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March 22, 2013
Re "The GOP's 'autopsy,'" Opinion, March 20 Doyle McManus examines the GOP's problems as it relates to winning the 2016 presidential election. The real problem is not the message but simply the math. The GOP is hanging on to its old ways thanks to its very skillful management of the vote. Republicans control the House even though they received fewer votes in 2012 than the Democrats. Similarly, they control several state houses thanks to gerrymandered districts. They effectively control the Senate through the filibuster.
September 21, 2011 | By Michael Muskal
The Federal Reserve may signal another round of stimulus Wednesday, which has already been condemned by Republicans in a rare move to further politicize the nation's central bank. The Federal Open Markets Committee is expected to announce it will replace about $1.6 trillion of short-term bonds with long-term ones, a form of quantitative easing designed to stimulate the economy. The Fed has already had two such rounds. Top congressional Republicans, however, question whether the previous rounds have done any good and whether a new move would be of economic value.
September 16, 2013 | By Christi Parsons and Michael A. Memoli
WASHINGTON - President Obama contended Monday that the Republicans are “so beholden to one extreme wing of their party” that they're willing to imperil the entire economy to satisfy it. In an address that marked the public opening of fall budget negotiations, Obama warned that he won't negotiate over raising the debt limit with lawmakers intent on killing Obamacare. “Are they really willing to hurt people just to score political points? I hope not,” Obama said. “But in case there's any confusion, I will not negotiate over whether or not America keeps its word and meets its obligations.
March 6, 2013
Re "New leader urges GOP to leave 'comfort zone,'" March 4 Jim Brulte, the new chairman of the California Republican Party, urges members to leave their "comfort zone. " Republicans need to resonate with the rapidly changing population of this state, and yet the party chose as chairman a white male conservative from Rancho Cucamonga. As a registered Republican since 1947, I was taken aback by this irony. It is quite obvious that my fellow Republicans still do not get the message.
May 24, 2013 | By Michael McGough, This post has been updated as indicated below.
Maybe because President Obama said so many other things in his speech Thursday -- about drones, Guantanamo and a “new phase” in the war against terrorism -- a reference to Benghazi didn't attract much attention. But, at the risk of over-interpretation, it struck me as another attempt by the president to counter the Republican claim that he refused to recognize Benghazi as a terrorist attack. Here's what Obama said: “Now, make no mistake, our nation is still threatened by terrorists.
November 18, 2012 | By Morgan Little
Mitt Romney, who just two weeks ago was the Republican Party's standard-bearer, seen by many as the all-but-elected president of the United States, has turned into a punching bag for fellow Republicans looking to distance themselves from his controversial “gifts” remark. “What the president's campaign did was focus on certain members of his base coalition, give them extraordinary financial gifts from the government, and then work very aggressively to turn them out to vote,” Romney said during a call with campaign donors Wednesday . Whether it's an instance of politicians smelling blood in the water as the party, following Romney's defeat, finds itself without a figurehead, or genuine outrage, a number of Republicans have eagerly castigated their former nominee.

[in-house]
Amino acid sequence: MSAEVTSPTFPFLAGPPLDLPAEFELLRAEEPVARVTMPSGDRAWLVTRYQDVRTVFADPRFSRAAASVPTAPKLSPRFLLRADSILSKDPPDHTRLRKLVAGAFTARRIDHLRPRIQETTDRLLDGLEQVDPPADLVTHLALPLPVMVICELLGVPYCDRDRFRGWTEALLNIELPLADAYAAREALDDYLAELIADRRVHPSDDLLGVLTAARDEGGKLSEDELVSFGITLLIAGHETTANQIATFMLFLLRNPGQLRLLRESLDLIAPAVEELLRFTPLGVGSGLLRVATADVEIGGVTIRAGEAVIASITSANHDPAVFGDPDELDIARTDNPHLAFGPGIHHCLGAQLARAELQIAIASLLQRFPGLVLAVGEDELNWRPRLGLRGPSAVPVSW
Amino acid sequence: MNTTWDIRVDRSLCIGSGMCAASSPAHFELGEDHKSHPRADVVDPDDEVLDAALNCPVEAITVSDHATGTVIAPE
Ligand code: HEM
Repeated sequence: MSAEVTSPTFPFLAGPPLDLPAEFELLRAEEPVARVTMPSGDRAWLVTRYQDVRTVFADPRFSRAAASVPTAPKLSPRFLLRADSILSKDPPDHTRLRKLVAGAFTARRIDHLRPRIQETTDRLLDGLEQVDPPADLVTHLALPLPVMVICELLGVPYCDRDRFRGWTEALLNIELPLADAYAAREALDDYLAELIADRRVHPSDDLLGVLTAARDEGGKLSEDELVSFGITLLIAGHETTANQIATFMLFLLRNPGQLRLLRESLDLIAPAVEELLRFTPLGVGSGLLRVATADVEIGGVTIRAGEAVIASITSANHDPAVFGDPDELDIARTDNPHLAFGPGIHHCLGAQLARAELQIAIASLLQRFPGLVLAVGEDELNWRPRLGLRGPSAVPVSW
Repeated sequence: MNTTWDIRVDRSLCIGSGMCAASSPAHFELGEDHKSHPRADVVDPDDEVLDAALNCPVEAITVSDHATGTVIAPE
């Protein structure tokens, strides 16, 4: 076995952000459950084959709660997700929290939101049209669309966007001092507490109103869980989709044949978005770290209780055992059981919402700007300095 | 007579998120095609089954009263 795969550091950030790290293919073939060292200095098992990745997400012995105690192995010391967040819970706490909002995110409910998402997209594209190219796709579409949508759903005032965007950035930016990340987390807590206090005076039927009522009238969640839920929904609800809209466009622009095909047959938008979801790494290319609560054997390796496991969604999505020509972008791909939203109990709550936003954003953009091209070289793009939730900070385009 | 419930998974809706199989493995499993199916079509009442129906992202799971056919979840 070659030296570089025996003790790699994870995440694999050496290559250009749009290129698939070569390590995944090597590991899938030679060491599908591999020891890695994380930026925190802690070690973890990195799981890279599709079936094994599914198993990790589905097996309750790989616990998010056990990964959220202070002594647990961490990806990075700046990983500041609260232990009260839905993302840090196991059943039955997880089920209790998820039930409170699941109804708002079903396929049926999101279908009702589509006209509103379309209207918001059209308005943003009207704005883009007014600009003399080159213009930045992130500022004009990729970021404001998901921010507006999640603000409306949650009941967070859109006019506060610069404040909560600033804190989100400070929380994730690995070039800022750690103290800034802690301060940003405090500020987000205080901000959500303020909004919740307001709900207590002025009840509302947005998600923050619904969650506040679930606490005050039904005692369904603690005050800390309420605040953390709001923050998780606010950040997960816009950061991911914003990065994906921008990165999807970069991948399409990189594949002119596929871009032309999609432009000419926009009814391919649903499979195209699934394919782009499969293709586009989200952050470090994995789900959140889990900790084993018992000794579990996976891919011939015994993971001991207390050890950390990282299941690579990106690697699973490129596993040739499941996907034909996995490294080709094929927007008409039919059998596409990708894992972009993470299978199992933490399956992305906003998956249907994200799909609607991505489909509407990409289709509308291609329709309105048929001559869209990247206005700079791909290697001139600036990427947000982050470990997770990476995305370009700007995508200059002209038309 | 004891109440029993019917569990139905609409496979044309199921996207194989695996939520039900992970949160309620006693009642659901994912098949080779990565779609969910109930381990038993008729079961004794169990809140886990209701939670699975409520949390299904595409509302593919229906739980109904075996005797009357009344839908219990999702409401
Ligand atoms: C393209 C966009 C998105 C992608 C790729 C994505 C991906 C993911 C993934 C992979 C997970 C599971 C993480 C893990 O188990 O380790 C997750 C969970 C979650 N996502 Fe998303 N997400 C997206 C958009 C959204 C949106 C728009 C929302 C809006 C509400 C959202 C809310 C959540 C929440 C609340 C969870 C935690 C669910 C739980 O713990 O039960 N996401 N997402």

January 20, 2012 | By David Horsey
When Newt Gingrich tore into CNN's John King for kicking off Thursday night's presidential debate with a question about his embittered second ex-wife, it was reality TV at its finest. The long series of debates among the Republican candidates has been one of the most unexpectedly influential factors in the current campaign. If not for the debates, Gingrich -- who is so good at them - would be back to spouting his big thoughts on Fox. Rick Perry -- who is embarrassingly bad at them -- would be one of the final four candidates instead of the latest to drop out. The appeal of the debates to a surprisingly large audience has to do with far more than civic engagement.
June 12, 2013 | By Morgan Little
A majority of Americans oppose National Security Agency programs using records gathered from telecom and Internet companies, according to a poll released Wednesday. Fifty-three percent told Gallup they disagree with federal efforts to “compile telephone call logs and Internet communications,” with 37% saying they approved. The poll differs from findings of a Pew Research Center/Washington Post survey released Monday, which found that 56% of Americans believe the NSA's use of secret court orders in an effort to prevent terrorism was acceptable.
December 13, 2013
Re "Another key group eludes the GOP," Dec. 8 As the former chairman of the California Asian Pacific Islander Legislative Caucus, I was heartened by this article. Oftentimes our Asian and Pacific Islander American (APIA) communities are ignored or overlooked politically. The Times notes that we are the fastest-growing minority in the United States. Consequently, we are an important community for both Republicans and Democrats. Our attitudes toward government referenced in the article - supporting "tax hikes to reduce the federal deficit; more supportive of a large, activist government; friendlier toward immigrants in the country illegally; and more favorably disposed to Obamacare than voters overall" - are among the reasons APIA voters supported President Obama with 73% of their vote in 2012.
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